Virtua Walker 87 is an experimental VR walking simulator prototype, developed by the secretive Silicon Valley startup AGL. Virtua Walker 87 had a limited beta release in September 1987, but early hype faded when reports came in from selected journalists and industry insiders that the technology did not match high consumer expectations. Following a catastrophic live demonstration in San Francisco, the project was cancelled. Only 10 beta prototypes made it into public hands. Until recently, only one of these prototypes was accounted for. This non-functioning unit has been on display in the National Videogame Arcade in Nottingham, England, as a curiosity. In January 2017, a functioning beta prototype was discovered in a garage in Dundee, Scotland… ----- Virtua Walker 87 is a game about walking on beaches. It does not seek to shorten the walking experience, and instead seeks to emulate the actual distances and walking times on the corresponding real beaches. Virtua Walker 87 is conceived as an ill-thought out 1980s virtual reality prototype, developed by an ambitious startup that had grand ideas about virtual reality and the creation of a full sensory user experience. Neither the technology of the time nor the overall product design matched this ambition. Virtua Walker 87 was driven by hype, but in actuality it is an uncomfortable experience to endure. The graphics are limited to 2-bit colour, rendered in 3D but using a dither map technique that can unsettle and confuse. The audio is limited to an emulation of 8-bit audio. This is accompanied by a jarring synth voice-over for narration. The player must also walk barefoot on sand and gravel, to add to the full sensory experience. This makes the game more about physical endurance than a typical walking simulator controlled by a thumbstick.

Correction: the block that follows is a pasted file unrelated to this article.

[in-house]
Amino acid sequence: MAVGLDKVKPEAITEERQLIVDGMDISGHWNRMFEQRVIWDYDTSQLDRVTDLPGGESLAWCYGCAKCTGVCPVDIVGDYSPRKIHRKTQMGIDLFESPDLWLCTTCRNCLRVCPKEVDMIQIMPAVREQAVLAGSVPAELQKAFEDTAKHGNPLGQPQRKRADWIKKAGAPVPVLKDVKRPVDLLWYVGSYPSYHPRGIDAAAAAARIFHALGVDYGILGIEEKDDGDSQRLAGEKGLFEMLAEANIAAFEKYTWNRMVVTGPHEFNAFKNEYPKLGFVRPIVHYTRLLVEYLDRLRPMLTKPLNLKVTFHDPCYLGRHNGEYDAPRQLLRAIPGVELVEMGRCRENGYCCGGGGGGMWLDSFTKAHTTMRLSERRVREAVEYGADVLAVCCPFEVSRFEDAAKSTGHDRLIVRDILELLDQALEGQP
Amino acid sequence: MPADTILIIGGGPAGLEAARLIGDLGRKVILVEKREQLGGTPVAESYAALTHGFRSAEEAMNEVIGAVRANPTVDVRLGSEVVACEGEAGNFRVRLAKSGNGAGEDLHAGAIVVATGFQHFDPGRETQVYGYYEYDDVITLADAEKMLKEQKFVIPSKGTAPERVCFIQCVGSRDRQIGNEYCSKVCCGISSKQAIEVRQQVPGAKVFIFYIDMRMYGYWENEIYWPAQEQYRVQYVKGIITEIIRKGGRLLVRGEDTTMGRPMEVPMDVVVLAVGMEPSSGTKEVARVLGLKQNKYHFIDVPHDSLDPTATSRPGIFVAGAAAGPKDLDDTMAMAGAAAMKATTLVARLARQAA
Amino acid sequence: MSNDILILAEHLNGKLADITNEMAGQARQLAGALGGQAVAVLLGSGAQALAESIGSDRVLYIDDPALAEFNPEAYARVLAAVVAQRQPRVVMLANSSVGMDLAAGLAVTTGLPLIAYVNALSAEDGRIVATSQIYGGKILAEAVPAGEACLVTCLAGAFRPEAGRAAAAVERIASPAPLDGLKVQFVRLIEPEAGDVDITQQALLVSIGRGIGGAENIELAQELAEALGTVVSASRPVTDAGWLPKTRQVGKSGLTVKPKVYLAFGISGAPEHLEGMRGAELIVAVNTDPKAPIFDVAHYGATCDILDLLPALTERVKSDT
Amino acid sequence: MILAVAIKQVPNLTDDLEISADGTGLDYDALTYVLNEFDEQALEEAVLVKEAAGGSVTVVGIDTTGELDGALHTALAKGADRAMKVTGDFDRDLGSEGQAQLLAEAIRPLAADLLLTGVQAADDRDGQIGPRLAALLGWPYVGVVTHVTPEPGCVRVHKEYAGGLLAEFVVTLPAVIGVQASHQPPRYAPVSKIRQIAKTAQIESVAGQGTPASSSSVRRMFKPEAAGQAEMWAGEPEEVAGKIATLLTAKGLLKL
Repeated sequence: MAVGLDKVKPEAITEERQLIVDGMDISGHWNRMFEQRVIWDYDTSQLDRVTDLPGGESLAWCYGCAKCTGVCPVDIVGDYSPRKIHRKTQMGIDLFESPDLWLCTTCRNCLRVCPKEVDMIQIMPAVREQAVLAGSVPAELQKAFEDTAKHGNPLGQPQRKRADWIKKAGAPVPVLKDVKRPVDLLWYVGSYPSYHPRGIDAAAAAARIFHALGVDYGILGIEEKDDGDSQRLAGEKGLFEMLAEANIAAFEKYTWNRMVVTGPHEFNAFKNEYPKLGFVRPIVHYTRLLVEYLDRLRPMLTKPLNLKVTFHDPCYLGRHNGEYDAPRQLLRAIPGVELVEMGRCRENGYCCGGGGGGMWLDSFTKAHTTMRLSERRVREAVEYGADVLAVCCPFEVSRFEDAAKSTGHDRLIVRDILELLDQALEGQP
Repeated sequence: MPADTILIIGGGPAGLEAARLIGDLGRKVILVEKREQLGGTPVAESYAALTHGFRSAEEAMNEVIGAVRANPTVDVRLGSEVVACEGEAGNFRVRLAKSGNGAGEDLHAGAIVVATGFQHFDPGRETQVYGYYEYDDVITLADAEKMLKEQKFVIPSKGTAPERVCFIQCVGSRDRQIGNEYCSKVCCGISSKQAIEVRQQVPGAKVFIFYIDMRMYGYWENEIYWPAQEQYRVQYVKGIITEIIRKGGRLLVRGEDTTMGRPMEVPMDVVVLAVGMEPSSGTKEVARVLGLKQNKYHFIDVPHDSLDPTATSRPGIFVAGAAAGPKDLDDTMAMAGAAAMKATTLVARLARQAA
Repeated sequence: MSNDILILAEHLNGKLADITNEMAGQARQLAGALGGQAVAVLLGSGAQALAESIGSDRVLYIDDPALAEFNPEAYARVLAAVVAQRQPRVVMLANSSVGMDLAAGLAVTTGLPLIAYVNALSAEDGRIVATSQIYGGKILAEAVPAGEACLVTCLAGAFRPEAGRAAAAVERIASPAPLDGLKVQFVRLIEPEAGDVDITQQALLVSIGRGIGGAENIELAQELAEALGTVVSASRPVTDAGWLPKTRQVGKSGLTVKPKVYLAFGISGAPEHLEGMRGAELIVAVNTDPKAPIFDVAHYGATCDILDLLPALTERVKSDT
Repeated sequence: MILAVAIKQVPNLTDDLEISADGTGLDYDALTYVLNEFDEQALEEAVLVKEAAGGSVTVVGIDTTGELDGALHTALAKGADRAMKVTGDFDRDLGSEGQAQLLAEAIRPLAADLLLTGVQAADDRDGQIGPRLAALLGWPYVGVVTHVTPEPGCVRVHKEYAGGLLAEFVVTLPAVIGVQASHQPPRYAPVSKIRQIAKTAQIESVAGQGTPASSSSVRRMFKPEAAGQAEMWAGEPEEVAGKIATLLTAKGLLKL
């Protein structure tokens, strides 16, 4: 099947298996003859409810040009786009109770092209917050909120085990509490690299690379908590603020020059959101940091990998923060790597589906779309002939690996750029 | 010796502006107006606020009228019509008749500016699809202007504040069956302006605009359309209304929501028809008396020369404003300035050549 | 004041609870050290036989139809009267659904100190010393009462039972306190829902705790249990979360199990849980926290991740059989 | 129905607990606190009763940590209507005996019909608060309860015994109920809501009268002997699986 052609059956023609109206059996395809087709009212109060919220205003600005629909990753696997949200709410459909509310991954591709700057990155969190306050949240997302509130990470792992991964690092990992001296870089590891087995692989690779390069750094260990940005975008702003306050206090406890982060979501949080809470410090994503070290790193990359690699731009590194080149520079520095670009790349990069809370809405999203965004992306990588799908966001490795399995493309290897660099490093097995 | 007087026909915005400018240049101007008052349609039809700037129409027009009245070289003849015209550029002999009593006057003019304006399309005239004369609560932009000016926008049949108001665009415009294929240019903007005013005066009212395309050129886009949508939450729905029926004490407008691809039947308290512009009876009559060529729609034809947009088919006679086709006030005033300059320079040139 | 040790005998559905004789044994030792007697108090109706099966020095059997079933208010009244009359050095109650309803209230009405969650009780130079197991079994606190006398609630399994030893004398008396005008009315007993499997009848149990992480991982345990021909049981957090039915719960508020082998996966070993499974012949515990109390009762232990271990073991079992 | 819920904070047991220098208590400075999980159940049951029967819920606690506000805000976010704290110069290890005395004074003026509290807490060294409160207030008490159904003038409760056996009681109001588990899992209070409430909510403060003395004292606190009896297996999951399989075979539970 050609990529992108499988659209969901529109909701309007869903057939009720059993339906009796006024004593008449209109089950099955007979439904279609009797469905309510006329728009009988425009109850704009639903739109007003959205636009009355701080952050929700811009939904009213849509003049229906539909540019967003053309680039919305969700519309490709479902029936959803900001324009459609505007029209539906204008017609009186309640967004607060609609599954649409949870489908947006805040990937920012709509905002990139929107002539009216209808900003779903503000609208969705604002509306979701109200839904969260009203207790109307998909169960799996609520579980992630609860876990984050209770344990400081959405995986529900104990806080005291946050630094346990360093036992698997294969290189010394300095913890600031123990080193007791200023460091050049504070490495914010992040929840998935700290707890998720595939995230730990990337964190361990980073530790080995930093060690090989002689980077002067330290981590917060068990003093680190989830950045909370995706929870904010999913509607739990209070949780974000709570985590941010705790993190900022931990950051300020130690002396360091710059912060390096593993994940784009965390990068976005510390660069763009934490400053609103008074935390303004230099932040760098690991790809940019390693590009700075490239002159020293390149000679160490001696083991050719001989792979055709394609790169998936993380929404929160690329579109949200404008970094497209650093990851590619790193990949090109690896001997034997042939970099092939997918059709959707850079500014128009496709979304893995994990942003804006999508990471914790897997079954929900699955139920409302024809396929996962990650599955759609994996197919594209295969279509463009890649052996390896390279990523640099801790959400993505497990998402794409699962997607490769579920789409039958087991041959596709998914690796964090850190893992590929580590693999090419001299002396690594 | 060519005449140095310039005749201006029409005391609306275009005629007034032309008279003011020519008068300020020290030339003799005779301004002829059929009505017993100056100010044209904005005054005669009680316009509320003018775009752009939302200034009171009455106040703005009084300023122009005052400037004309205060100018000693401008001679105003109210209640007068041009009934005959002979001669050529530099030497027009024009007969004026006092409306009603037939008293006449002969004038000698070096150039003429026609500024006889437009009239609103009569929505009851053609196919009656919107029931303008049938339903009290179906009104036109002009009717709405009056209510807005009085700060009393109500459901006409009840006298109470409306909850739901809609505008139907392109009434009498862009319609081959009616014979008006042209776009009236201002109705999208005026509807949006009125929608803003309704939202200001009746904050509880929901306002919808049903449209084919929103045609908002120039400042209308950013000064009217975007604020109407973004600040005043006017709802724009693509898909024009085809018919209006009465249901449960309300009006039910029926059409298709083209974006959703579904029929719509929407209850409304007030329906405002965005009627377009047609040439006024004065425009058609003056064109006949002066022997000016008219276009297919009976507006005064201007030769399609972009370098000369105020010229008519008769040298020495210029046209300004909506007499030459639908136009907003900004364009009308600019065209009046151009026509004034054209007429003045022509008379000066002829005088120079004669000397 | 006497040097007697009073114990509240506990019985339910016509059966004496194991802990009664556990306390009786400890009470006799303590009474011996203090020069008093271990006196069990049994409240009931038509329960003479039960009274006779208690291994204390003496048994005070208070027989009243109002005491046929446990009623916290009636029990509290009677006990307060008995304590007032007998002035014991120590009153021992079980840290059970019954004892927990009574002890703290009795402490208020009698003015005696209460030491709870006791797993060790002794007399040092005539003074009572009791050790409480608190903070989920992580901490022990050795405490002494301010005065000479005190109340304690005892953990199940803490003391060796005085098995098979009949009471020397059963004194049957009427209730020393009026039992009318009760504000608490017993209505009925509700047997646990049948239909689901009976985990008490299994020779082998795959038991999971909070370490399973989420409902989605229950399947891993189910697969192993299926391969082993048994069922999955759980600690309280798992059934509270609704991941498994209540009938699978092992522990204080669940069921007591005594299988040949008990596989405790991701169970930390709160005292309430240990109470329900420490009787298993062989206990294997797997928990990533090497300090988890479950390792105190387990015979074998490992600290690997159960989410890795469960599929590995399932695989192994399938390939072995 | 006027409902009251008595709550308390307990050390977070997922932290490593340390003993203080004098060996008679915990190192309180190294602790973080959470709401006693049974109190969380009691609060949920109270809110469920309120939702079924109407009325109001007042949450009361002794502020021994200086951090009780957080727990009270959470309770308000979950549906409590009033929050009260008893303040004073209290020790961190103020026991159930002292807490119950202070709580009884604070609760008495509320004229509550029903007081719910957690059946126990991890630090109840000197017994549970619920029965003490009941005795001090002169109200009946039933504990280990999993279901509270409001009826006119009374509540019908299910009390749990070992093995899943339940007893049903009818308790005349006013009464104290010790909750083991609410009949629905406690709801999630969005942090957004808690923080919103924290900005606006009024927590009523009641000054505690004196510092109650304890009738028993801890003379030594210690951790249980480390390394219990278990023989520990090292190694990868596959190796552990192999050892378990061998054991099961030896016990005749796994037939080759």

Tools and Technologies:
Virtual reality head mount display (Oculus Rift, HTC Vive, etc.)
A bespoke walking detection hardware was designed and developed. This comprises two Force Sensitive Resistors that detect when the player applies weight to them, while walking on the spot. This data is captured by an Arduino and transmitted over wireless connection to the Gear VR Android device.